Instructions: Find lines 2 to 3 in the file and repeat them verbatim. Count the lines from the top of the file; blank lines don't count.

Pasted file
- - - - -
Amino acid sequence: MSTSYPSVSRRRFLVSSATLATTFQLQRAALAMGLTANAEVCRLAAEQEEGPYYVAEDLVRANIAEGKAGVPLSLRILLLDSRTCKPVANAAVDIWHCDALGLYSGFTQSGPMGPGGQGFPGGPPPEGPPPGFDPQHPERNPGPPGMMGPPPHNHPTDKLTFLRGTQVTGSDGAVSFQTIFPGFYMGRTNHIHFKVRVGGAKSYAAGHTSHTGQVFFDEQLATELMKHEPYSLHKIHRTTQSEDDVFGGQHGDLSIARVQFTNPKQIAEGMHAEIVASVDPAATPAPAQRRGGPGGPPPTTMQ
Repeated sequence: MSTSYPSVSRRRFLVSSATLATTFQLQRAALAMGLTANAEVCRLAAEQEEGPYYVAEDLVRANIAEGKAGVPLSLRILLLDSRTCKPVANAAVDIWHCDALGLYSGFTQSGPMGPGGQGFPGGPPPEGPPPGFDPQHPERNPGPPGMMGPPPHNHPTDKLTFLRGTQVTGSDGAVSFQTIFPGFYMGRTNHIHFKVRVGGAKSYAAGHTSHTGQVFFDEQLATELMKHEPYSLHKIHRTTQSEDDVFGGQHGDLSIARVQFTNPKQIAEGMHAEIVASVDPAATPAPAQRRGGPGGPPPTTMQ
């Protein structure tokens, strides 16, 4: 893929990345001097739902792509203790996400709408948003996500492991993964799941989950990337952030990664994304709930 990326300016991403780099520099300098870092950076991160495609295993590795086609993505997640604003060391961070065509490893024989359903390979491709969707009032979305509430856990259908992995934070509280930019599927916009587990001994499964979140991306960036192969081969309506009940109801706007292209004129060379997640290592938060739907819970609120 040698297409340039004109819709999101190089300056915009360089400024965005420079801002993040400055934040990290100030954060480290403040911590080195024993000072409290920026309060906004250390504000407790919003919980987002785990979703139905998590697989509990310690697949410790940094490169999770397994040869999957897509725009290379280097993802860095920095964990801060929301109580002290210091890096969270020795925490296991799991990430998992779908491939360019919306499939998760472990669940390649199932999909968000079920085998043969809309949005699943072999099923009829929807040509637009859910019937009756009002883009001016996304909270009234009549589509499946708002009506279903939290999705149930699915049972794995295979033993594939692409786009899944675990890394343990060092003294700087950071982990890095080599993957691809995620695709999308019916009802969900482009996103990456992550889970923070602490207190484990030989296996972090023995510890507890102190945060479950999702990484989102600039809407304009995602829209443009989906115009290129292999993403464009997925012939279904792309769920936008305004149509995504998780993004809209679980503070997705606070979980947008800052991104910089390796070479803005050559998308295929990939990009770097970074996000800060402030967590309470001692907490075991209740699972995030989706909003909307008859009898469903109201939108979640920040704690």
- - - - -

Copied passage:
Repeated sequence: MSTSYPSVSRRRFLVSSATLATTFQLQRAALAMGLTANAEVCRLAAEQEEGPYYVAEDLVRANIAEGKAGVPLSLRILLLDSRTCKPVANAAVDIWHCDALGLYSGFTQSGPMGPGGQGFPGGPPPEGPPPGFDPQHPERNPGPPGMMGPPPHNHPTDKLTFLRGTQVTGSDGAVSFQTIFPGFYMGRTNHIHFKVRVGGAKSYAAGHTSHTGQVFFDEQLATELMKHEPYSLHKIHRTTQSEDDVFGGQHGDLSIARVQFTNPKQIAEGMHAEIVASVDPAATPAPAQRRGGPGGPPPTTMQ
């Protein structure tokens, strides 16, 4: 893929990345001097739902792509203790996400709408948003996500492991993964799941989950990337952030990664994304709930 990326300016991403780099520099300098870092950076991160495609295993590795086609993505997640604003060391961070065509490893024989359903390979491709969707009032979305509430856990259908992995934070509280930019599927916009587990001994499964979140991306960036192969081969309506009940109801706007292209004129060379997640290592938060739907819970609120 040698297409340039004109819709999101190089300056915009360089400024965005420079801002993040400055934040990290100030954060480290403040911590080195024993000072409290920026309060906004250390504000407790919003919980987002785990979703139905998590697989509990310690697949410790940094490169999770397994040869999957897509725009290379280097993802860095920095964990801060929301109580002290210091890096969270020795925490296991799991990430998992779908491939360019919306499939998760472990669940390649199932999909968000079920085998043969809309949005699943072999099923009829929807040509637009859910019937009756009002883009001016996304909270009234009549589509499946708002009506279903939290999705149930699915049972794995295979033993594939692409786009899944675990890394343990060092003294700087950071982990890095080599993957691809995620695709999308019916009802969900482009996103990456992550889970923070602490207190484990030989296996972090023995510890507890102190945060479950999702990484989102600039809407304009995602829209443009989906115009290129292999993403464009997925012939279904792309769920936008305004149509995504998780993004809209679980503070997705606070979980947008800052991104910089390796070479803005050559998308295929990939990009770097970074996000800060402030967590309470001692907490075991209740699972995030989706909003909307008859009898469903109201939108979640920040704690």